The Senate Source

November 2013



Dear Colleagues,

Welcome to the start of a new academic year. This is a challenging time for me, as I step into a new position after a year as Senate vice chair, and for the University, as it embarks on a major leadership transition. I am eager to take on the challenges and look forward to working with President Napolitano, the Academic Council, the administration, and the Regents on the most important issues facing the University.

Clearly, many of the most critical issues are financial, and the Senate will be working this year to ensure that fiscal health, competitive total remuneration for faculty, and adequate support and infrastructure for faculty research are among the University’s highest priorities.

In August, the systemwide Senate office prepared a briefing booklet for President Napolitano that includes a primer on UC shared governance and a summary of Senate views, including disagreements with the administration, on topics such as total remuneration, graduate education, research, admissions, UCRP, and rebenching. I have emphasized to President Napolitano that the Senate is a source of enormous brainpower and analytical expertise, that we take our consulting role seriously, and that we want to collaborate closely with the administration to tackle thorny issues. I noted that while the Senate’s deliberative process can be lengthy, it is able to address critical issues from multiple perspectives and produce quality results in part because we take the time to deliberate and consult broadly through an established committee structure.

I have been following the ongoing conversations occurring in California and nationally about the purpose of higher education. Over the past year, we have seen new legislative pressures to standardize undergraduate education across UC campuses and across the public higher education segments, including through online education. The focus of these conversations is usually access, affordability, and accountability, defined narrowly. The national media regularly produces articles about the growing cost of higher education, and state legislatures propose metrics and benchmarks intended to ascertain whether public universities are spending taxpayers’ dollars wisely. In California, the metrics typically mentioned relate to undergraduate graduation and time to degree rates for freshmen and transfers, tuition, and student debt. Undergraduate education and “efficiencies” receive nearly all the attention, often to the exclusion of UC’s role as the state’s premier public research and graduate education institution.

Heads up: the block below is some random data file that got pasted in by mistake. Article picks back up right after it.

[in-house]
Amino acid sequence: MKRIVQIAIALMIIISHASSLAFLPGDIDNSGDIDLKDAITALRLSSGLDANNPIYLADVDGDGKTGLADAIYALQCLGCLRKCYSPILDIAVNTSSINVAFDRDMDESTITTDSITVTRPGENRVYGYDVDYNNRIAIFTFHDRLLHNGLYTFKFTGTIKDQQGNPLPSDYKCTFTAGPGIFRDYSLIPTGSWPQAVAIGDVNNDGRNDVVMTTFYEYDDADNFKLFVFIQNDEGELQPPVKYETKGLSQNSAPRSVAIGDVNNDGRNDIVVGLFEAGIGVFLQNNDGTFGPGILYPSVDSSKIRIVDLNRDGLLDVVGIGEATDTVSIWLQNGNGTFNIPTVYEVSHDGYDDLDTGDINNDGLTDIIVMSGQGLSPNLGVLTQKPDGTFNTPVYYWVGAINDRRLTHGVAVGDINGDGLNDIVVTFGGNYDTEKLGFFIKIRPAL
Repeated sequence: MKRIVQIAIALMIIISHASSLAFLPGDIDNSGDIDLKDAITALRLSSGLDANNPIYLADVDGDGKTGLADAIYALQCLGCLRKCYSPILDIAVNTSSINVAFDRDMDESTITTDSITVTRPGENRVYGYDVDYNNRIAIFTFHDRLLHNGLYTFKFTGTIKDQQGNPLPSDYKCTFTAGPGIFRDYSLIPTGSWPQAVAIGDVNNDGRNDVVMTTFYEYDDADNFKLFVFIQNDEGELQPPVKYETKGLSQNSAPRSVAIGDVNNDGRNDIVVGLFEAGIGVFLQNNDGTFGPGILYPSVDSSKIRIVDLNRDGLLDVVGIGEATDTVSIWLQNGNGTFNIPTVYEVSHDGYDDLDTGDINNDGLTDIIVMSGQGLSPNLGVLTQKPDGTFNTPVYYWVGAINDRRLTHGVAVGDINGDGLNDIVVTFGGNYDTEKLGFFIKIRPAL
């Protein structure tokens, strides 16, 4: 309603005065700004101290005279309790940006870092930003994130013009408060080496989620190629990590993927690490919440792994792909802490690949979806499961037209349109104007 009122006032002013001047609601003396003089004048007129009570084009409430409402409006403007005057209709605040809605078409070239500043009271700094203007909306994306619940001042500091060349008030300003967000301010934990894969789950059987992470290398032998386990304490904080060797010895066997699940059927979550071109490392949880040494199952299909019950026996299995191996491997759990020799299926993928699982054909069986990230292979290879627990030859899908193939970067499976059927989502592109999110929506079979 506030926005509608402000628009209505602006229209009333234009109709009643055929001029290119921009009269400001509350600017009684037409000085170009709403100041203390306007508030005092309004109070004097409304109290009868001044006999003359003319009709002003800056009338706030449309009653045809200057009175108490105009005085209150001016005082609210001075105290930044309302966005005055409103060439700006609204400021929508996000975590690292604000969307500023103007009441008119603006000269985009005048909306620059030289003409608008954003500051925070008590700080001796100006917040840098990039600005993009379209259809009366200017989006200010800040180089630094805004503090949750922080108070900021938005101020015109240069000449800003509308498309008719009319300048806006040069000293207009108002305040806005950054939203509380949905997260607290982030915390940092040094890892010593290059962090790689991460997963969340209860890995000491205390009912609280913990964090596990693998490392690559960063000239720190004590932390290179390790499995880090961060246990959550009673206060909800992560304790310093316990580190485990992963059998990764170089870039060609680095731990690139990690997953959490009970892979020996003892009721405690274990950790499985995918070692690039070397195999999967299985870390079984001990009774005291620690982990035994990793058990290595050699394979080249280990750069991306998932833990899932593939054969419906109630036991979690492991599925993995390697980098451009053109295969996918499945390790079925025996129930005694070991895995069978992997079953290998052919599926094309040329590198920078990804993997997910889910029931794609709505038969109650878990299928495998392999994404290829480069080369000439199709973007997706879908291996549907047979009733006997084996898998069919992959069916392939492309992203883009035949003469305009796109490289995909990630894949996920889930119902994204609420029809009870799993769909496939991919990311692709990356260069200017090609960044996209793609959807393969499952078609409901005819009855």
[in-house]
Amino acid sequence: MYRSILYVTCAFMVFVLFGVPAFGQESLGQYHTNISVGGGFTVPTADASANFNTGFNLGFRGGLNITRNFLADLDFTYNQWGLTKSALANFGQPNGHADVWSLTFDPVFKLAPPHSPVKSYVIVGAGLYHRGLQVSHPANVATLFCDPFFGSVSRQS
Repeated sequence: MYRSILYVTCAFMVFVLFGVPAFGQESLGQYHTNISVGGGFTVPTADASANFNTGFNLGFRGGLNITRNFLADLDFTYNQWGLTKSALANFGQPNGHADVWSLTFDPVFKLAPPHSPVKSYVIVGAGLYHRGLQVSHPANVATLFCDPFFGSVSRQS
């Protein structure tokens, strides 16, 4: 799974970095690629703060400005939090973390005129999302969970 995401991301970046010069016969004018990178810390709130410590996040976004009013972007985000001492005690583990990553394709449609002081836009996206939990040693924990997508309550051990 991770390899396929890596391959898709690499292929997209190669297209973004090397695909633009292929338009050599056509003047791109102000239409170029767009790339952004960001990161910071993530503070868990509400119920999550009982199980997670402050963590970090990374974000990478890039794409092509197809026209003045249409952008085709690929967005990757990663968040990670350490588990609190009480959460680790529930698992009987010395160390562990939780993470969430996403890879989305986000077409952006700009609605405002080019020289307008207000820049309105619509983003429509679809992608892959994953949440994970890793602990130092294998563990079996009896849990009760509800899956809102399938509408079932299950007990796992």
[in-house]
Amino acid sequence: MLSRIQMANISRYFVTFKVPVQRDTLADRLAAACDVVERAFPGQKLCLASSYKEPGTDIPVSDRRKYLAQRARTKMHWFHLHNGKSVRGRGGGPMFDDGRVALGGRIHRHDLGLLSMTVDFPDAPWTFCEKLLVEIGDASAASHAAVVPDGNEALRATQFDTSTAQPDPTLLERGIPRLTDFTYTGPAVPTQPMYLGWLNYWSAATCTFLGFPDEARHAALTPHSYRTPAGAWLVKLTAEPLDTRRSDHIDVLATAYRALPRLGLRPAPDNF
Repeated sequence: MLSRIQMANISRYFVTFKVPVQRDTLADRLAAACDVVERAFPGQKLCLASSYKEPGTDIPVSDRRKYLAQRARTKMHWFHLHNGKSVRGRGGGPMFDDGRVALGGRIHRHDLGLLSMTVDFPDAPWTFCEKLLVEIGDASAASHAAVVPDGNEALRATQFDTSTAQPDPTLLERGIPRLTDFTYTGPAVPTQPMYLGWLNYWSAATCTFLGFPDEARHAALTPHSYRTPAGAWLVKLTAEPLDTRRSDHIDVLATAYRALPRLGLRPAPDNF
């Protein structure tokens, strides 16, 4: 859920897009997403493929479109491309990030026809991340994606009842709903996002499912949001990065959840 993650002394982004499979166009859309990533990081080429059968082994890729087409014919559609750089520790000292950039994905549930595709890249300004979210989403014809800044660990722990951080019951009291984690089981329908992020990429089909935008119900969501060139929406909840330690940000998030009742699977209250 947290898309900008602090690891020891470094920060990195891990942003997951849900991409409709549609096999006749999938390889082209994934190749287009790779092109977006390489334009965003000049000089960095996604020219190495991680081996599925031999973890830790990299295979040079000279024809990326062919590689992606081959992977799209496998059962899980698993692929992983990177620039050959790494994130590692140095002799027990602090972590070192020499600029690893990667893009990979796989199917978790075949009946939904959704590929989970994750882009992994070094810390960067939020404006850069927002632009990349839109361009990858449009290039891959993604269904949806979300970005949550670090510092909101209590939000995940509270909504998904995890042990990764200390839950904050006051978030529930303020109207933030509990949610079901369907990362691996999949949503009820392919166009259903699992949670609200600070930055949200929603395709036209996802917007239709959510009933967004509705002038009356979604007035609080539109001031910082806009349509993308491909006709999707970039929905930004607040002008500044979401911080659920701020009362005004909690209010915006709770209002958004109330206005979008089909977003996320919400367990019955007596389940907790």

In fact, UC has an outstanding record of achievement in undergraduate education, according to any metric. UC’s four and six year graduation rates have been improving steadily over time and are now among the best among UC’s Comparison 8 and other AAU universities. Additionally, it has expanded access so that over 42% of our students come from Pell grant-eligible families.

But what we hear less often is that UC is also internationally recognized for the quality and strength of its graduate programs; that the National Research Council ranks 140 of UC’s 700 doctoral programs in the top ten nationally in their respective fields; that UC has produced up to 25% of the faculty in the UC and California State University systems; and that the bulk of our $5 billion in extramural funding is possible through the engagement of graduate students.

All of us in the UC community should think about how we can better communicate the extent to which UC is made great through research and graduate education, and how graduate education and research directly impact the undergraduate education experience.

All educational activity at UC is nurtured in the context of the scholarship and creative work that is central to our research and service missions. UC faculty are deeply engaged in undergraduate education—but our research also informs our teaching, and enables us to bring new knowledge directly to undergraduate classrooms. Graduate students also advance undergraduate education as teaching assistants. Many are great teachers, but it is their engagement in the scholarly research enterprise that inspires our undergraduates. New scholarship is developed, validated, and disseminated in graduate seminars, laboratories and studios. Graduate students are immersed in these environments and model their experiences when they interact with undergraduates. They raise the bar we set for undergraduate education significantly.